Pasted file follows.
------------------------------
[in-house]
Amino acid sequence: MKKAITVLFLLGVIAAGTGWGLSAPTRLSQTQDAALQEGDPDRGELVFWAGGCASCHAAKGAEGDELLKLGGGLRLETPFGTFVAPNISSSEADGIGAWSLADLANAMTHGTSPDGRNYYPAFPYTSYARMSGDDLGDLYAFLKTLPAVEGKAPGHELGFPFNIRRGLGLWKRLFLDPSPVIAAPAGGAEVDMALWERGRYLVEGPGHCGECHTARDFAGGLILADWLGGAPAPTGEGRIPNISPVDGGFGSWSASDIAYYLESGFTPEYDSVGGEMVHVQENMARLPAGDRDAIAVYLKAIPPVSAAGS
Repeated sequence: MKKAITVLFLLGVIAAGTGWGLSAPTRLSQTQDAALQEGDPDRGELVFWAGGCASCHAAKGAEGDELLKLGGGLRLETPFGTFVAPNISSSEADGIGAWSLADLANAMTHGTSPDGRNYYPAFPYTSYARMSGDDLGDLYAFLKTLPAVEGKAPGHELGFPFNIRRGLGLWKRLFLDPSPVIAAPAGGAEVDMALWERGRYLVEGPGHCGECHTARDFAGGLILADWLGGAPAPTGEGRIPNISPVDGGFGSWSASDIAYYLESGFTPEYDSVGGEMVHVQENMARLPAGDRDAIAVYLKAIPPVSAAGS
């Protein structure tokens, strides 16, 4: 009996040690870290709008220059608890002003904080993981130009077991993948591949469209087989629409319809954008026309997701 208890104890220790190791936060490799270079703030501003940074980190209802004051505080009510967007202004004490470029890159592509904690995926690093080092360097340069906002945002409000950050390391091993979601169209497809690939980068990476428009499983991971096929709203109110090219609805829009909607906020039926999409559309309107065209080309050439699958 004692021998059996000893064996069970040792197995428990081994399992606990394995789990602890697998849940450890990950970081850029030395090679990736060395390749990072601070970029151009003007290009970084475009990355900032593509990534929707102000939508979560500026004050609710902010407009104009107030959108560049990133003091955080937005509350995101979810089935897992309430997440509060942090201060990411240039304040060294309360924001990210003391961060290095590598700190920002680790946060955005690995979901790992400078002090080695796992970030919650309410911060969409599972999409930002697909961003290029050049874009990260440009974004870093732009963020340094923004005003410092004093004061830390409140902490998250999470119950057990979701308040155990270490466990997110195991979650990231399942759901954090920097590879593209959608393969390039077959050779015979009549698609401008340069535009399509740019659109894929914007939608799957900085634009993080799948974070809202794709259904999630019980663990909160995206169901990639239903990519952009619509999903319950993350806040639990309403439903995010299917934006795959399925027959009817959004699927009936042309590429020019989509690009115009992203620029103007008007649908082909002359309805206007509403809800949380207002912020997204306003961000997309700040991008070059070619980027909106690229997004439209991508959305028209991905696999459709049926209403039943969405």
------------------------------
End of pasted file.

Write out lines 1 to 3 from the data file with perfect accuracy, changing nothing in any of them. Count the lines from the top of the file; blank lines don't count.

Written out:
[in-house]
Amino acid sequence: MKKAITVLFLLGVIAAGTGWGLSAPTRLSQTQDAALQEGDPDRGELVFWAGGCASCHAAKGAEGDELLKLGGGLRLETPFGTFVAPNISSSEADGIGAWSLADLANAMTHGTSPDGRNYYPAFPYTSYARMSGDDLGDLYAFLKTLPAVEGKAPGHELGFPFNIRRGLGLWKRLFLDPSPVIAAPAGGAEVDMALWERGRYLVEGPGHCGECHTARDFAGGLILADWLGGAPAPTGEGRIPNISPVDGGFGSWSASDIAYYLESGFTPEYDSVGGEMVHVQENMARLPAGDRDAIAVYLKAIPPVSAAGS
Repeated sequence: MKKAITVLFLLGVIAAGTGWGLSAPTRLSQTQDAALQEGDPDRGELVFWAGGCASCHAAKGAEGDELLKLGGGLRLETPFGTFVAPNISSSEADGIGAWSLADLANAMTHGTSPDGRNYYPAFPYTSYARMSGDDLGDLYAFLKTLPAVEGKAPGHELGFPFNIRRGLGLWKRLFLDPSPVIAAPAGGAEVDMALWERGRYLVEGPGHCGECHTARDFAGGLILADWLGGAPAPTGEGRIPNISPVDGGFGSWSASDIAYYLESGFTPEYDSVGGEMVHVQENMARLPAGDRDAIAVYLKAIPPVSAAGS